Transcripts don’t lie. But Alex Villanueva thinks they do.
The embattled Los Angeles County sheriff wasted much of his first term denying things audio, video and print reporters have quoted him as saying.
He has claimed these comments were misconstrued, taken out of context, misunderstood or, as he emphasizes most of the time, big fat lies. Even after reporters released his unredacted, unedited words, Villanueva isn’t moving from his I’m sorry party.
He makes Donald Trump look as honest as George Washington next to a cherry tree.
View pretrial testimony for the lawsuit Vanessa Bryant filed against LA County after sheriff’s deputies showed grisly photos of the helicopter crash that killed her husband, Kobe Bryant. her daughter Gianna; and seven more.
Villanueva was asked under oath by Bryant’s attorneys what he thought of my colleague Alene Tchekmedyian, who is in charge of the sheriff’s department and helped uncover the story about the crash photos.
“Deeply dishonest,” the sheriff testified, adding that he “wouldn’t describe anything she quotes me as at all accurate.”
But instead of citing examples, Villanueva berated that Tchekmedyian “was trying to engage me in conversation [on] several times, and I purposely have… nothing to share with her.
It’s obvious why Villanueva keeps denying his own words. He’s always trying to save his political ass. He does it with stunts like a morning raid on the home of his frequent critic Sheila Kuehl, LA Borough Superintendent, for alleged political corruption. He will do it by wearing cowboy hats.
But most of all, his eternal Hail Mary accuses others of lying about him.
It would be amusing if it weren’t so insulting to our democracy.
Consider a debate hosted by KBLA-AM 1580 on Monday between Villanueva and his opponent in the November election, retired Long Beach Police Commissioner Robert Luna.
After Villanueva boasted about all the black division chiefs and sergeants on his team and called Luna a racist for not having the same track record, debate co-moderator Dominque DiPrima asked about a March column from me. She focused on two Villanueva claims. One was his theory that the need for blacks “continues to diminish generation after generation” so that the community is now its own worst enemy.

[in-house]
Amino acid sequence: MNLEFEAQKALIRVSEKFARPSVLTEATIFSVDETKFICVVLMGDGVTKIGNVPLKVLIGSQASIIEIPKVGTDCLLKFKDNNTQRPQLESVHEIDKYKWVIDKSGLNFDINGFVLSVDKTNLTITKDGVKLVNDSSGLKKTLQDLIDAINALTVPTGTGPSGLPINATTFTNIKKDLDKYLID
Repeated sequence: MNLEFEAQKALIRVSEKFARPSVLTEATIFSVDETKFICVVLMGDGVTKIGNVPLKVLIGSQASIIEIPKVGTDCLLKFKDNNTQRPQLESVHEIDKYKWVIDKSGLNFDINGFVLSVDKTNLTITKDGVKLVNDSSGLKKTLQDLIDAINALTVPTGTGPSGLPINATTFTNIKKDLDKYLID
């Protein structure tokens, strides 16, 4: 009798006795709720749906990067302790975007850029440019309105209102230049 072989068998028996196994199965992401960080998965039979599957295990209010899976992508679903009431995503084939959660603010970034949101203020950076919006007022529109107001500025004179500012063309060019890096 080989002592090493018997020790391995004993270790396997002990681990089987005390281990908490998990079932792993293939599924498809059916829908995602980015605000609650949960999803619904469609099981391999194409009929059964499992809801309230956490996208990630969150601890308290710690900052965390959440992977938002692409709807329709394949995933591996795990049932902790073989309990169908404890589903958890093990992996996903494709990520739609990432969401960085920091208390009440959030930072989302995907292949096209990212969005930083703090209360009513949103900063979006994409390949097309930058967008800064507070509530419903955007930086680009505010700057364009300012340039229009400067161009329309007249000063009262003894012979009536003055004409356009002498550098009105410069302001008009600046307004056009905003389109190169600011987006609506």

He claimed that the number of blacks killed by police was far fewer than those killed by other blacks.
“For every ‘say her name,'” Villanueva told me at the time, “you have to give a thousand names of people who were killed. Blacks kill blacks. And is anybody out there on the street singing, “Say her name”? Nobody will do it.”
DiPrima also criticized Villanueva, who called the increase in hate crimes against Asians a black problem.
“Look at the one who attacks victims. The overwhelming majority are black. It’s a rule in the media that it can’t be mentioned,” he said in his interview with me.
All this anti-Black dog whistling, provoked by my simple question of why the Black community seems to organize more effectively against law enforcement killings than Latinos. Since then he’s been trying to run away from what he said – by attacking me.
He left Fox 11 shortly after my column was published to whine that I couldn’t find “anything positive to say” about him, while double-wording some of his comments.
Notes from an April meeting between Villanueva and the Black Peace Officers Assn. According to The Times, Los Angeles County revealed board members pressed him about his thoughts on black people.
He replied that “his statements were taken out of context because the author of the article had an ‘agenda,'” the notes read.
In front of a packed crowd at the KBLA debate, which was livestreamed on Facebook, Villanueva knew he needed to win over more black voters. A poll released last month and co-sponsored by UC Berkeley and the Los Angeles Times showed registered black voters were the least supportive of any racial group — just 17%, compared to 21% of Asian voters and a whopping 34% of Latinos .